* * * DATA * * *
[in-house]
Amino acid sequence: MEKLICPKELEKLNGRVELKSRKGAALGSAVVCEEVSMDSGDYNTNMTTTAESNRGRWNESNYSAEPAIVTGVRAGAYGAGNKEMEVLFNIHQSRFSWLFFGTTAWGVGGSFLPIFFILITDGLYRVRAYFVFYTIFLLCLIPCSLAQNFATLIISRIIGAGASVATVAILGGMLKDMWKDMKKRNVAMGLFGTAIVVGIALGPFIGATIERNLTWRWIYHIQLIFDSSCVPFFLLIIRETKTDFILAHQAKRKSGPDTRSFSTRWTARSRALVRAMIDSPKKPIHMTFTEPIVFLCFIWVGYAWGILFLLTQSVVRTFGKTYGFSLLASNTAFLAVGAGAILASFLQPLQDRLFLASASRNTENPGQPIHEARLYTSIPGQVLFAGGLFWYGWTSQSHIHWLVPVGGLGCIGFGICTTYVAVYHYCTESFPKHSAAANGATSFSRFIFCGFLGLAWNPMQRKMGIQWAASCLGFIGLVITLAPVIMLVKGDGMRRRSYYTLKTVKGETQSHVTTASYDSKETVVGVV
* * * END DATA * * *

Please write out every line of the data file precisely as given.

[in-house]
Amino acid sequence: MEKLICPKELEKLNGRVELKSRKGAALGSAVVCEEVSMDSGDYNTNMTTTAESNRGRWNESNYSAEPAIVTGVRAGAYGAGNKEMEVLFNIHQSRFSWLFFGTTAWGVGGSFLPIFFILITDGLYRVRAYFVFYTIFLLCLIPCSLAQNFATLIISRIIGAGASVATVAILGGMLKDMWKDMKKRNVAMGLFGTAIVVGIALGPFIGATIERNLTWRWIYHIQLIFDSSCVPFFLLIIRETKTDFILAHQAKRKSGPDTRSFSTRWTARSRALVRAMIDSPKKPIHMTFTEPIVFLCFIWVGYAWGILFLLTQSVVRTFGKTYGFSLLASNTAFLAVGAGAILASFLQPLQDRLFLASASRNTENPGQPIHEARLYTSIPGQVLFAGGLFWYGWTSQSHIHWLVPVGGLGCIGFGICTTYVAVYHYCTESFPKHSAAANGATSFSRFIFCGFLGLAWNPMQRKMGIQWAASCLGFIGLVITLAPVIMLVKGDGMRRRSYYTLKTVKGETQSHVTTASYDSKETVVGVV